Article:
Lego has announced that it is working to remove gender stereotypes from its products so that children’s creative ambitions aren’t limited by gender biases. The news broke after a study revealed how outdated gender roles were being reinforced through kids’ toys.
After the results were released, Lego stated that it was committed to making its products more inclusive. The announcement, made on International Day of the Girl, is significant because the Danish toy manufacturer has previously been accused of promoting stereotypical femininity through its toys.
The research, commissioned by the Lego Group and carried out by the Geena Davis Institute, surveyed nearly 7,000 parents and children aged 6-14 years old in the United States, China, Czech Republic, Japan, Poland, Russia, and the United Kingdom.
One of Lego’s key findings was that girls remain held back by society’s ingrained gender stereotypes even though they feel increasingly confident to engage in all types of play and creative activities. The results also show that girls feel less restrained by typical gender biases than boys when it comes to creative play. For example, 82% of girls believe it’s perfectly fine for girls to play football and boys to practice ballet, compared to only 71% of boys.
Additionally, the research found that Legos are considered a toy for boys, with 59% of parents saying they encourage their sons to build with the popular bricks compared to 48% who say they encourage their daughters to do the same.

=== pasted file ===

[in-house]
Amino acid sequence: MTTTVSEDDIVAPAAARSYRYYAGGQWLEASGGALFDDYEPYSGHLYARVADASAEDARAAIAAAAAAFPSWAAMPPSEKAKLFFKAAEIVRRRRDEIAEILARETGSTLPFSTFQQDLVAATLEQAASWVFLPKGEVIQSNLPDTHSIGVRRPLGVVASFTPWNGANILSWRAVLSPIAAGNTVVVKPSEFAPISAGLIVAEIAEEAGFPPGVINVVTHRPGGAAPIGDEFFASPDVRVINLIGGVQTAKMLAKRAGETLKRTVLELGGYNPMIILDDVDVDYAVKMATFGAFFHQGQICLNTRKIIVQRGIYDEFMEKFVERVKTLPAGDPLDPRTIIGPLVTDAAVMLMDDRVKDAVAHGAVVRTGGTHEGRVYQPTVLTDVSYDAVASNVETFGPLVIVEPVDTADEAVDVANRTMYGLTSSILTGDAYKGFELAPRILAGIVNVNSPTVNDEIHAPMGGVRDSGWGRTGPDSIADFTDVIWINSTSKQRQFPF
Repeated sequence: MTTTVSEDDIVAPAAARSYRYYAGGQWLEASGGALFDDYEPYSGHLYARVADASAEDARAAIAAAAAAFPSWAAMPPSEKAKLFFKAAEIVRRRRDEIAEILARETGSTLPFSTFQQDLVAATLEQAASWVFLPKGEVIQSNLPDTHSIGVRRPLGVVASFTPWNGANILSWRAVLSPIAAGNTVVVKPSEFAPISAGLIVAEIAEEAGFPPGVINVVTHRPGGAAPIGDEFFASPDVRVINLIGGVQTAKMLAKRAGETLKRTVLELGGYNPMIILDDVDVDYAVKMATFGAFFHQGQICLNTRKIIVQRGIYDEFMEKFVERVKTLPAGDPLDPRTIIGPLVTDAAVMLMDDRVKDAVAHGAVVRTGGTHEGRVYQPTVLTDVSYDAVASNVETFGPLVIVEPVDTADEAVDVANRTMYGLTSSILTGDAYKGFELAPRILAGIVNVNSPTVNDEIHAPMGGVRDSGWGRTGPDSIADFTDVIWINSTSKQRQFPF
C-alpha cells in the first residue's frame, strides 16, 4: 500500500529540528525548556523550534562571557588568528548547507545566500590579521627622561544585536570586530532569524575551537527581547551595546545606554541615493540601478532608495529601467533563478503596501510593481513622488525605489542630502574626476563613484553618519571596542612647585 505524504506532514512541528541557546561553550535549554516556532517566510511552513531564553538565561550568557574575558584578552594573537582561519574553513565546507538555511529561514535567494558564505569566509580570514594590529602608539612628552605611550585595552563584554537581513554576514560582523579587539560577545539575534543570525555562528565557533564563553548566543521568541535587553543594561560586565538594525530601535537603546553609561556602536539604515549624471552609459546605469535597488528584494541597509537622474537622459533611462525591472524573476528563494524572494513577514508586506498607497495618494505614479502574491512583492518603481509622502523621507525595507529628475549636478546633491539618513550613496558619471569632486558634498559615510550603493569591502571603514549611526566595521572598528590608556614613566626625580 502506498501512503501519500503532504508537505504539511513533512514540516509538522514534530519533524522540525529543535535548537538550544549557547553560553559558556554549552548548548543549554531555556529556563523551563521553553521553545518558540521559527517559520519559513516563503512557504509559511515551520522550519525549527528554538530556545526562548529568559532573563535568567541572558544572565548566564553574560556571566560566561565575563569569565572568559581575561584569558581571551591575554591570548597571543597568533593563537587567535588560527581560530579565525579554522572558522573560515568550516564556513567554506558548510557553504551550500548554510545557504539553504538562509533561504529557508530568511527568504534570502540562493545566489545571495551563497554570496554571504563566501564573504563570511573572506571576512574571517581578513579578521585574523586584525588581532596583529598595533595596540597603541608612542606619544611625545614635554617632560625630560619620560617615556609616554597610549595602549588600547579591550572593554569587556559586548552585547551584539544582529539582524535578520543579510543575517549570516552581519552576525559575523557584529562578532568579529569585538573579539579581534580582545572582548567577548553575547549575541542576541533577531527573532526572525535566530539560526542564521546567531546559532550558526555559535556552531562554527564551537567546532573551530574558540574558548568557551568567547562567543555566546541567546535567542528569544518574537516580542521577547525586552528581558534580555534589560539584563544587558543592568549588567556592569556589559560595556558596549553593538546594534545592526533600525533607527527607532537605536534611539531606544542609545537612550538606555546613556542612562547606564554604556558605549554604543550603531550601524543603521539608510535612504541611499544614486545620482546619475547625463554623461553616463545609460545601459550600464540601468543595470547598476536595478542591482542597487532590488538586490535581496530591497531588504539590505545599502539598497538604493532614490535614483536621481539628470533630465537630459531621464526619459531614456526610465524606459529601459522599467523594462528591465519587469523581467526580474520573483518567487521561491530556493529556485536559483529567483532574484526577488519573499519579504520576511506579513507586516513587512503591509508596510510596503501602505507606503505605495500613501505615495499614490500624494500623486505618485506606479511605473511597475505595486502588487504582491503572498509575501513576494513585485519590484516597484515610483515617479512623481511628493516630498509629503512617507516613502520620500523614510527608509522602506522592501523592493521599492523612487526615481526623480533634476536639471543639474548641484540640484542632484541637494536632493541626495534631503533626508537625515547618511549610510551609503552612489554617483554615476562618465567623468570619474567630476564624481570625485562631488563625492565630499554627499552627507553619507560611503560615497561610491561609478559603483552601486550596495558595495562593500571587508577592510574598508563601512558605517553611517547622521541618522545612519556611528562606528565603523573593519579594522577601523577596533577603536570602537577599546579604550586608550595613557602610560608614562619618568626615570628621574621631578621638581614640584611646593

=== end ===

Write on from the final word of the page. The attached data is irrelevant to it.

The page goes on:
While girls are continually forced into a caregiver box, Lego says boys are also battling prejudice when it comes to creative play and playing with toys that are traditionally seen as being for their female counterparts. For example, 71% of boys say they worry about being made fun of if they play with a toy typically associated with the other gender, versus 42% of girls.
To combat gender bias, Lego is working with the Geena Davis Institute on Gender in Media and UNICEF to ensure their products and marketing are accessible to everyone and free of harmful stereotypes.
Sadly, the gender stereotypes found in the Lego commissioned survey go beyond children. The research found that parents were six times more likely to think of scientists and athletes as men than women. They were also eight times as likely to think of engineers as men than women.
However, Lego isn’t the first toy company attempting to fix the gender-biased toy marketing system. In 2012 the Let Toys Be Toys campaign was launched in the UK to put pressure on children’s brands to expand their marketing and include both genders so that no boy or girl thinks they are playing with “the wrong toy”. But progress is frighteningly slow. A 2020 report by the Fawcett Society revealed lazy stereotyping and the segregation of toys by gender was fuelling a mental health crisis among young people and limiting their career choices.
“We’re working hard to make Lego more inclusive,” said Julia Goldin, who works as chief product and marketing officer at the Lego Group. Lego no longer labels any of its products “for girls” or “for boys”. And customers can no longer search for products by gender on the toy company’s website. Instead, the website offers themes called “passion points”.
“We’re testing everything on boys and girls, and including more female role models,” said Goldin. The recent Lego Con showcased female designers talking about the work they did, while Lego’s Rebuild the World campaign focuses on girls. “Our job now is to encourage boys and girls who want to play with sets that may have traditionally been seen as not for them,” Goldin added.